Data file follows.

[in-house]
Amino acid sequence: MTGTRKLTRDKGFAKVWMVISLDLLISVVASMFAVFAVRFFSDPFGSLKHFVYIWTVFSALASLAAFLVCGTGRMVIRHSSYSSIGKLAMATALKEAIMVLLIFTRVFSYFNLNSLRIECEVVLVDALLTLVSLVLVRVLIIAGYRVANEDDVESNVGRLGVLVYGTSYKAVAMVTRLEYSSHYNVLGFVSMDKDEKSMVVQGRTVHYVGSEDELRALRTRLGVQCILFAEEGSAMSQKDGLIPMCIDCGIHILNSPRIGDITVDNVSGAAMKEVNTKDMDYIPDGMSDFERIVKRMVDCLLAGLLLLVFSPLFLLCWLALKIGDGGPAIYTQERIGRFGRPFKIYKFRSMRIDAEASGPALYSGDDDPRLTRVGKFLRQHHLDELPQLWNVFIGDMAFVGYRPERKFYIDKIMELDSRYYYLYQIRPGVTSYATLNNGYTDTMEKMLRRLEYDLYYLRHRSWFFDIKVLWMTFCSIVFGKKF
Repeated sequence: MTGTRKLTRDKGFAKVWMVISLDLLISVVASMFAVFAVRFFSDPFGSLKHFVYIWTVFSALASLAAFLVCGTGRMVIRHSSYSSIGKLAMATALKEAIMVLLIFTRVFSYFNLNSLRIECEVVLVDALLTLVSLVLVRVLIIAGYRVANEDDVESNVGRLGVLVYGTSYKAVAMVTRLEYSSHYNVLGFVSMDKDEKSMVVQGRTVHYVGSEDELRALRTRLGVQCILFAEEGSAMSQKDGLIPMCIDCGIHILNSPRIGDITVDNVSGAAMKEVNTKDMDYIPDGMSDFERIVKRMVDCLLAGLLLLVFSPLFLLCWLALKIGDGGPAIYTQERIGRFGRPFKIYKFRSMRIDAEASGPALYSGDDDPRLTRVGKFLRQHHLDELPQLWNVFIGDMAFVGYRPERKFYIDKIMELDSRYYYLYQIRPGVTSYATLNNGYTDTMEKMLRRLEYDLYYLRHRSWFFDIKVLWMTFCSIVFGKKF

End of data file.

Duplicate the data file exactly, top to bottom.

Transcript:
[in-house]
Amino acid sequence: MTGTRKLTRDKGFAKVWMVISLDLLISVVASMFAVFAVRFFSDPFGSLKHFVYIWTVFSALASLAAFLVCGTGRMVIRHSSYSSIGKLAMATALKEAIMVLLIFTRVFSYFNLNSLRIECEVVLVDALLTLVSLVLVRVLIIAGYRVANEDDVESNVGRLGVLVYGTSYKAVAMVTRLEYSSHYNVLGFVSMDKDEKSMVVQGRTVHYVGSEDELRALRTRLGVQCILFAEEGSAMSQKDGLIPMCIDCGIHILNSPRIGDITVDNVSGAAMKEVNTKDMDYIPDGMSDFERIVKRMVDCLLAGLLLLVFSPLFLLCWLALKIGDGGPAIYTQERIGRFGRPFKIYKFRSMRIDAEASGPALYSGDDDPRLTRVGKFLRQHHLDELPQLWNVFIGDMAFVGYRPERKFYIDKIMELDSRYYYLYQIRPGVTSYATLNNGYTDTMEKMLRRLEYDLYYLRHRSWFFDIKVLWMTFCSIVFGKKF
Repeated sequence: MTGTRKLTRDKGFAKVWMVISLDLLISVVASMFAVFAVRFFSDPFGSLKHFVYIWTVFSALASLAAFLVCGTGRMVIRHSSYSSIGKLAMATALKEAIMVLLIFTRVFSYFNLNSLRIECEVVLVDALLTLVSLVLVRVLIIAGYRVANEDDVESNVGRLGVLVYGTSYKAVAMVTRLEYSSHYNVLGFVSMDKDEKSMVVQGRTVHYVGSEDELRALRTRLGVQCILFAEEGSAMSQKDGLIPMCIDCGIHILNSPRIGDITVDNVSGAAMKEVNTKDMDYIPDGMSDFERIVKRMVDCLLAGLLLLVFSPLFLLCWLALKIGDGGPAIYTQERIGRFGRPFKIYKFRSMRIDAEASGPALYSGDDDPRLTRVGKFLRQHHLDELPQLWNVFIGDMAFVGYRPERKFYIDKIMELDSRYYYLYQIRPGVTSYATLNNGYTDTMEKMLRRLEYDLYYLRHRSWFFDIKVLWMTFCSIVFGKKF